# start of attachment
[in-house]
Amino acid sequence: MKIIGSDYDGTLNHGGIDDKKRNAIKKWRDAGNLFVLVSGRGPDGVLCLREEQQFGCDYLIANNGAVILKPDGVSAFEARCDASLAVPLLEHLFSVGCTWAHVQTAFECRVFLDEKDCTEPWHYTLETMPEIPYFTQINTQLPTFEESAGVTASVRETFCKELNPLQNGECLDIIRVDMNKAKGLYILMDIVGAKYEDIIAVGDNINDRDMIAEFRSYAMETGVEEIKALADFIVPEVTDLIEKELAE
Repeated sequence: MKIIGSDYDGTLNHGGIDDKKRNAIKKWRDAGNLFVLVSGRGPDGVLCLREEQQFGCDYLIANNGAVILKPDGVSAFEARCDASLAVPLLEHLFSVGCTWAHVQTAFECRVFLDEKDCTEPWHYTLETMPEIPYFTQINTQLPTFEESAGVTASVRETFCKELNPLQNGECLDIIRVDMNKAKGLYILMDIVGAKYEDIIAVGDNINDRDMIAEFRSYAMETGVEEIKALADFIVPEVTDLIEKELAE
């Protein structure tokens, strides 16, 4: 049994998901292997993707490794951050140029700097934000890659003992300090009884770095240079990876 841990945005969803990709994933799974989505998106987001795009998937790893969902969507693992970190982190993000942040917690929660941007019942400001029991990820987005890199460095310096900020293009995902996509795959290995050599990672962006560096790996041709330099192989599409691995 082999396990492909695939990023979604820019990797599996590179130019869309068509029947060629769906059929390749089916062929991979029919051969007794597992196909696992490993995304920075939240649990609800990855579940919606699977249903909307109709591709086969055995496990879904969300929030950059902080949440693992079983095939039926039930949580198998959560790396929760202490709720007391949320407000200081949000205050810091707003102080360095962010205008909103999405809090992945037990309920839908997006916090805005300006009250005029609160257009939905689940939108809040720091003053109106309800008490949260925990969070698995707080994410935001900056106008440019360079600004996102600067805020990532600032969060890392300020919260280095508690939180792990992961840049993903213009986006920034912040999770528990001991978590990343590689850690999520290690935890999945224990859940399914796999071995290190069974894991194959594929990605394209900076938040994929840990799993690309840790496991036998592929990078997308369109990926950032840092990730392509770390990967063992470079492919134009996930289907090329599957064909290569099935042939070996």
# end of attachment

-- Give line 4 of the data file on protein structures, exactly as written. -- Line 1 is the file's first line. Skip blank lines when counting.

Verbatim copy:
């Protein structure tokens, strides 16, 4: 049994998901292997993707490794951050140029700097934000890659003992300090009884770095240079990876 841990945005969803990709994933799974989505998106987001795009998937790893969902969507693992970190982190993000942040917690929660941007019942400001029991990820987005890199460095310096900020293009995902996509795959290995050599990672962006560096790996041709330099192989599409691995 082999396990492909695939990023979604820019990797599996590179130019869309068509029947060629769906059929390749089916062929991979029919051969007794597992196909696992490993995304920075939240649990609800990855579940919606699977249903909307109709591709086969055995496990879904969300929030950059902080949440693992079983095939039926039930949580198998959560790396929760202490709720007391949320407000200081949000205050810091707003102080360095962010205008909103999405809090992945037990309920839908997006916090805005300006009250005029609160257009939905689940939108809040720091003053109106309800008490949260925990969070698995707080994410935001900056106008440019360079600004996102600067805020990532600032969060890392300020919260280095508690939180792990992961840049993903213009986006920034912040999770528990001991978590990343590689850690999520290690935890999945224990859940399914796999071995290190069974894991194959594929990605394209900076938040994929840990799993690309840790496991036998592929990078997308369109990926950032840092990730392509770390990967063992470079492919134009996930289907090329599957064909290569099935042939070996």